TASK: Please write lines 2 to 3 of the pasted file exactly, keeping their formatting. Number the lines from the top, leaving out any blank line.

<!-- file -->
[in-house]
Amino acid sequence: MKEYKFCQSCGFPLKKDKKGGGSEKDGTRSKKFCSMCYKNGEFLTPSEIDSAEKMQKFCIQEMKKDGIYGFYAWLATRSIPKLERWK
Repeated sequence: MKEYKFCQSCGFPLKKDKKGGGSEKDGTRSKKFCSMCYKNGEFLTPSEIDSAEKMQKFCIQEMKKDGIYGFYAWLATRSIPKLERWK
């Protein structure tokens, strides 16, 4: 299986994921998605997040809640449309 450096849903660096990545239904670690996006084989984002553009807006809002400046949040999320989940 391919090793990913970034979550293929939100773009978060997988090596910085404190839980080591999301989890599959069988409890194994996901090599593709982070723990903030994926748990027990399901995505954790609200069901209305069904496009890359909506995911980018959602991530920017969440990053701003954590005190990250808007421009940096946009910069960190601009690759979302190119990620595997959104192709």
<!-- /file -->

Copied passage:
Amino acid sequence: MKEYKFCQSCGFPLKKDKKGGGSEKDGTRSKKFCSMCYKNGEFLTPSEIDSAEKMQKFCIQEMKKDGIYGFYAWLATRSIPKLERWK
Repeated sequence: MKEYKFCQSCGFPLKKDKKGGGSEKDGTRSKKFCSMCYKNGEFLTPSEIDSAEKMQKFCIQEMKKDGIYGFYAWLATRSIPKLERWK